Katie is a student at Halesowen College and has been volunteering with Dudley CVS and partners including West Midlands Police for the past 5 years. Katie has a huge heart and passion to help others young or old. A quick call to Katie any time of day with a chance to get involved will always result in a big yes, what time and where? Katie arrives every time with a big smile and a huge amount of enthusiasm that is infectious.
During this pandemic volunteers from Black Country Wellbeing Hub, Dudley CVS and DMBC Public Health Colleagues delivered a massive 6000 meals to children across the borough in just 8 days. We calculated that just Katie and driver covered 376 miles and she alone must have jumped out of the car and run up drives to grateful families and smiley children at least 250 times. However this is not the end of Katie’s kindness, she has shopped for a family of 5 who are socially isolating due to their dad being shielded. She was the master of the Tesco scan gun!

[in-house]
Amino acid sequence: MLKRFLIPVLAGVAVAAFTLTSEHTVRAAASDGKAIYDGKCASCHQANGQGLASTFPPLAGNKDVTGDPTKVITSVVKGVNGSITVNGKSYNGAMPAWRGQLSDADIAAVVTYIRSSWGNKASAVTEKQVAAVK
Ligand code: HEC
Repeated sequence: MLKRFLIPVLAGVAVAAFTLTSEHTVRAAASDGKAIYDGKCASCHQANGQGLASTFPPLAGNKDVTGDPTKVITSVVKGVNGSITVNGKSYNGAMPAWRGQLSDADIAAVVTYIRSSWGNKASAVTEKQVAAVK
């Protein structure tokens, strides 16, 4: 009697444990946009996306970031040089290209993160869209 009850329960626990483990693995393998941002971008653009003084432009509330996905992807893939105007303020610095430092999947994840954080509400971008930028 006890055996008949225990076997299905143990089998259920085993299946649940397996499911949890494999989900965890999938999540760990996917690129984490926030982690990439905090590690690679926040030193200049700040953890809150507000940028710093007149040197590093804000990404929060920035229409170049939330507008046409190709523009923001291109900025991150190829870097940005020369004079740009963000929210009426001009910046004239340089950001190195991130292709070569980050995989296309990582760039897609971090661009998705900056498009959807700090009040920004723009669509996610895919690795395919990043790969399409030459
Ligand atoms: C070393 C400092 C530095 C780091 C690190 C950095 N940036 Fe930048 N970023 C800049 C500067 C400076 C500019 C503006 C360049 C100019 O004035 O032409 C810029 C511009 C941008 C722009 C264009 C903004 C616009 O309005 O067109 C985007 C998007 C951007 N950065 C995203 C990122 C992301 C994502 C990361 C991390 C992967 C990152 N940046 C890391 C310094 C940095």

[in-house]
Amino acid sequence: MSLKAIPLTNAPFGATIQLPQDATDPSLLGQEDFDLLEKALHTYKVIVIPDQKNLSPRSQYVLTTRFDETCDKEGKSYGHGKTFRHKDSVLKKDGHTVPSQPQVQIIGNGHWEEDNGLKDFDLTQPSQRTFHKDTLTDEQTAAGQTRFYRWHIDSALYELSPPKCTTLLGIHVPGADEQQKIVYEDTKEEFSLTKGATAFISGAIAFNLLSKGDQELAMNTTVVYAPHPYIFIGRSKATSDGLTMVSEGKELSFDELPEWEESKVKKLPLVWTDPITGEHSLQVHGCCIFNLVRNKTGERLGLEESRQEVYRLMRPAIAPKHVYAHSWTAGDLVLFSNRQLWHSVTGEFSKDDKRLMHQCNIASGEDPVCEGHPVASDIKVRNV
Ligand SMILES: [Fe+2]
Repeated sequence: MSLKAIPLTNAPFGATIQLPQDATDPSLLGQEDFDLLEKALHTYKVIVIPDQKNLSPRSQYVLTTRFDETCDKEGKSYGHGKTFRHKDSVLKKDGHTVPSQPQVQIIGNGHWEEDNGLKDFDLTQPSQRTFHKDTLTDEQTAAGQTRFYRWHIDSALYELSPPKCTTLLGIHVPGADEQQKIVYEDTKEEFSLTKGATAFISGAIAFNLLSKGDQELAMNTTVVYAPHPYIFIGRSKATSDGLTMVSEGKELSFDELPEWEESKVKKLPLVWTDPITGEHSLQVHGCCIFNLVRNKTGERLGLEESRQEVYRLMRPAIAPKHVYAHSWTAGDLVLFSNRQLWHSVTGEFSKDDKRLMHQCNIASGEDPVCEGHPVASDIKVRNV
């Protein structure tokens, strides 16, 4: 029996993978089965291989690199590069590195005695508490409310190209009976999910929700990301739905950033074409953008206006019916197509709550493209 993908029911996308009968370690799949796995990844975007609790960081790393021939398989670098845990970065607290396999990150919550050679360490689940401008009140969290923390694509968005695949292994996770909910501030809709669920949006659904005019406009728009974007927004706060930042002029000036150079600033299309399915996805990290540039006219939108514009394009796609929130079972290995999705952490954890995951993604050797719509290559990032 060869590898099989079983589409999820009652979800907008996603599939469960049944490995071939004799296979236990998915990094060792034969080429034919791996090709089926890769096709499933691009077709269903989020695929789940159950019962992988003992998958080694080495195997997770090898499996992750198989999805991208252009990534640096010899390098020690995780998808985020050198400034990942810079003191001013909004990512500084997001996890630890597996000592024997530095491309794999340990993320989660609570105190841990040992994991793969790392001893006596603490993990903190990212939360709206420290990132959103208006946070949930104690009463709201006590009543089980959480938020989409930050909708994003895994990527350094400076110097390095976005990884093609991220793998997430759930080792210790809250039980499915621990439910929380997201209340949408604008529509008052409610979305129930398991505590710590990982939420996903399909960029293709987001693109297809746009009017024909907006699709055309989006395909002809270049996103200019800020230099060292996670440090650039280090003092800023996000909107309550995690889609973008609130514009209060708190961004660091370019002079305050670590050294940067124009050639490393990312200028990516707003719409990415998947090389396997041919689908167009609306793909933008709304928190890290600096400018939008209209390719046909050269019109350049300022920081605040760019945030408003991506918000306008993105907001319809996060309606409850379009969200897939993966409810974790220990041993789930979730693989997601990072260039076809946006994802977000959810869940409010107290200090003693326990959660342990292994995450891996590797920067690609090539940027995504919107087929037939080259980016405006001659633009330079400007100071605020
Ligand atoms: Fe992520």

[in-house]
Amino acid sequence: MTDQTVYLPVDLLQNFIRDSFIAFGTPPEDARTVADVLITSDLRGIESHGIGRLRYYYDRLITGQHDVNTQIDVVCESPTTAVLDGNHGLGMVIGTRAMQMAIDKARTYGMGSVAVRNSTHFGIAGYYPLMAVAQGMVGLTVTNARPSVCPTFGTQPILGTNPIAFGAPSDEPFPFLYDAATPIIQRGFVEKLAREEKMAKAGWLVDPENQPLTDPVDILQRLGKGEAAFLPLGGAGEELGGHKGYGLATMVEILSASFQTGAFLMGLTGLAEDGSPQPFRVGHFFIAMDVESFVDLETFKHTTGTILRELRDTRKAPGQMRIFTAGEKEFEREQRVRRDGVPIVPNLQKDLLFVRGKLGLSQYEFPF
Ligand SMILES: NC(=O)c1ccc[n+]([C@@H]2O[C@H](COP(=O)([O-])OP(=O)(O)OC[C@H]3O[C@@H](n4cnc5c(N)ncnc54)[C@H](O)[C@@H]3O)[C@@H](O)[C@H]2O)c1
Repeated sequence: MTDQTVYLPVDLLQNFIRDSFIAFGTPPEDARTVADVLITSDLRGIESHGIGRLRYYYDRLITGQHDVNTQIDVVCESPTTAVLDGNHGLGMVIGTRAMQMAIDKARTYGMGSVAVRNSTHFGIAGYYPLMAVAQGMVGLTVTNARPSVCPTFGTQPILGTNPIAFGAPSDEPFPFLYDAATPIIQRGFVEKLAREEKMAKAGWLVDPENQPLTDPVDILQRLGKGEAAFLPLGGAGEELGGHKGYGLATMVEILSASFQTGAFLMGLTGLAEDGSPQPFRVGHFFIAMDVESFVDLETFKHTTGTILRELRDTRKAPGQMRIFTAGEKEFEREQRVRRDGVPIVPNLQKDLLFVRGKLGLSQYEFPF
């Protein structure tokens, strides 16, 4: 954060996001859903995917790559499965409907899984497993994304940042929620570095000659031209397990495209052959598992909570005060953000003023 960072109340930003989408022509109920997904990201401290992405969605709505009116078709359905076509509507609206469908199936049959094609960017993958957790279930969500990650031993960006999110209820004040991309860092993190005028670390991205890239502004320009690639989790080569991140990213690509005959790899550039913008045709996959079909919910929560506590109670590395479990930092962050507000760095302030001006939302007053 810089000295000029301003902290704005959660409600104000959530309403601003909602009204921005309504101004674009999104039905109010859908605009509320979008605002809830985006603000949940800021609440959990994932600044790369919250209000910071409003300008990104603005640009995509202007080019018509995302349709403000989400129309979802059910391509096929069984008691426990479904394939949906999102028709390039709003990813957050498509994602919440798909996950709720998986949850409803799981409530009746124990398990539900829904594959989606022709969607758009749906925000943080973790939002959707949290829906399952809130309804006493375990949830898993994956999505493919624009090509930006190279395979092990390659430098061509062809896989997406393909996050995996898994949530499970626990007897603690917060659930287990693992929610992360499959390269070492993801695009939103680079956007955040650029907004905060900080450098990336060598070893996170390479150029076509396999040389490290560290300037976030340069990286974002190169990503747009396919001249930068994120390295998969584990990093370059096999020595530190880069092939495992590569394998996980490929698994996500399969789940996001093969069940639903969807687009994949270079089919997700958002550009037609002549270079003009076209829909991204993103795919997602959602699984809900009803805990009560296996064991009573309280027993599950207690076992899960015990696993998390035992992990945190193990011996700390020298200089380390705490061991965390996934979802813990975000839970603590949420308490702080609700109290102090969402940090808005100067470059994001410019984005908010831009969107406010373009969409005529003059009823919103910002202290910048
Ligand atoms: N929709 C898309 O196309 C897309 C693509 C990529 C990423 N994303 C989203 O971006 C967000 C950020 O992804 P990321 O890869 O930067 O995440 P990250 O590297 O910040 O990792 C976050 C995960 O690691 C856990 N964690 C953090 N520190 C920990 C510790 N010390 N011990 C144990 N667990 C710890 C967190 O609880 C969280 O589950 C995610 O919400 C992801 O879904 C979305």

Young Health Champion Becky has been busy writing blogs for www.dudleyyhc.wordpress.com. Becky has produced a number of flyers for young people on handwashing, things to do during lockdown and how young people can look after their emotional health.
Another Young Health Champion, Ash, has written a number of blogs providing information on dental hygiene during lockdown and other health-related information. Ash has also been shopping and collecting medication for local residents in Stourbridge.
We just want to finish by saying a heartfelt thank you to all our volunteers who have been supporting their communities through our Covid-19 support networks across Dudley borough. You’re all stars!